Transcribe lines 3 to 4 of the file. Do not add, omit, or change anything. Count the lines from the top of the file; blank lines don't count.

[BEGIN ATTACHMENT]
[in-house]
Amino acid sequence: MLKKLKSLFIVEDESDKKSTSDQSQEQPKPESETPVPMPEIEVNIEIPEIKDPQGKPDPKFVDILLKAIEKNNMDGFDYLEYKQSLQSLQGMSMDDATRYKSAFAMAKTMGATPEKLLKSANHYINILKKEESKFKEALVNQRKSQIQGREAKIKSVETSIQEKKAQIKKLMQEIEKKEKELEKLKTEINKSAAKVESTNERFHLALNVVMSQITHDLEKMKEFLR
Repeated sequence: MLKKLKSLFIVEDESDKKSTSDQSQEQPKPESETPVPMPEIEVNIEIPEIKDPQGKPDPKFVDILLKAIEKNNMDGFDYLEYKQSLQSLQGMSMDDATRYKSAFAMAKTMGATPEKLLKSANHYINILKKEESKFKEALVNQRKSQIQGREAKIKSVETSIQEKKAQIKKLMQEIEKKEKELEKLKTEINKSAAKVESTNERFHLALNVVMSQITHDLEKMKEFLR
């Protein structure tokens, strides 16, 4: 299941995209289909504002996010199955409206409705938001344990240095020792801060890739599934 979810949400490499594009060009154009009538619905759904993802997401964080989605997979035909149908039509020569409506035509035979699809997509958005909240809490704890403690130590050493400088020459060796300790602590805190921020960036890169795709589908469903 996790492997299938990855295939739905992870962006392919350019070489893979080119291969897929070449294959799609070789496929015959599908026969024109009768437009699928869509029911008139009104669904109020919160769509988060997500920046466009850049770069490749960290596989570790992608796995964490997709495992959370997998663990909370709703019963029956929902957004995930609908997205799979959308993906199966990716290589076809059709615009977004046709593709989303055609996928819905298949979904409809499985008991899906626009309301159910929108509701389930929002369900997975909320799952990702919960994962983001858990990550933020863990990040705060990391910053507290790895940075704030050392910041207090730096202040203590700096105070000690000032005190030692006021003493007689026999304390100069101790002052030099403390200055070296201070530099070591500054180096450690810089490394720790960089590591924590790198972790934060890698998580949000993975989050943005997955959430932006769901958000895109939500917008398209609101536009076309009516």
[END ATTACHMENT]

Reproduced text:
Repeated sequence: MLKKLKSLFIVEDESDKKSTSDQSQEQPKPESETPVPMPEIEVNIEIPEIKDPQGKPDPKFVDILLKAIEKNNMDGFDYLEYKQSLQSLQGMSMDDATRYKSAFAMAKTMGATPEKLLKSANHYINILKKEESKFKEALVNQRKSQIQGREAKIKSVETSIQEKKAQIKKLMQEIEKKEKELEKLKTEINKSAAKVESTNERFHLALNVVMSQITHDLEKMKEFLR
């Protein structure tokens, strides 16, 4: 299941995209289909504002996010199955409206409705938001344990240095020792801060890739599934 979810949400490499594009060009154009009538619905759904993802997401964080989605997979035909149908039509020569409506035509035979699809997509958005909240809490704890403690130590050493400088020459060796300790602590805190921020960036890169795709589908469903 996790492997299938990855295939739905992870962006392919350019070489893979080119291969897929070449294959799609070789496929015959599908026969024109009768437009699928869509029911008139009104669904109020919160769509988060997500920046466009850049770069490749960290596989570790992608796995964490997709495992959370997998663990909370709703019963029956929902957004995930609908997205799979959308993906199966990716290589076809059709615009977004046709593709989303055609996928819905298949979904409809499985008991899906626009309301159910929108509701389930929002369900997975909320799952990702919960994962983001858990990550933020863990990040705060990391910053507290790895940075704030050392910041207090730096202040203590700096105070000690000032005190030692006021003493007689026999304390100069101790002052030099403390200055070296201070530099070591500054180096450690810089490394720790960089590591924590790198972790934060890698998580949000993975989050943005997955959430932006769901958000895109939500917008398209609101536009076309009516």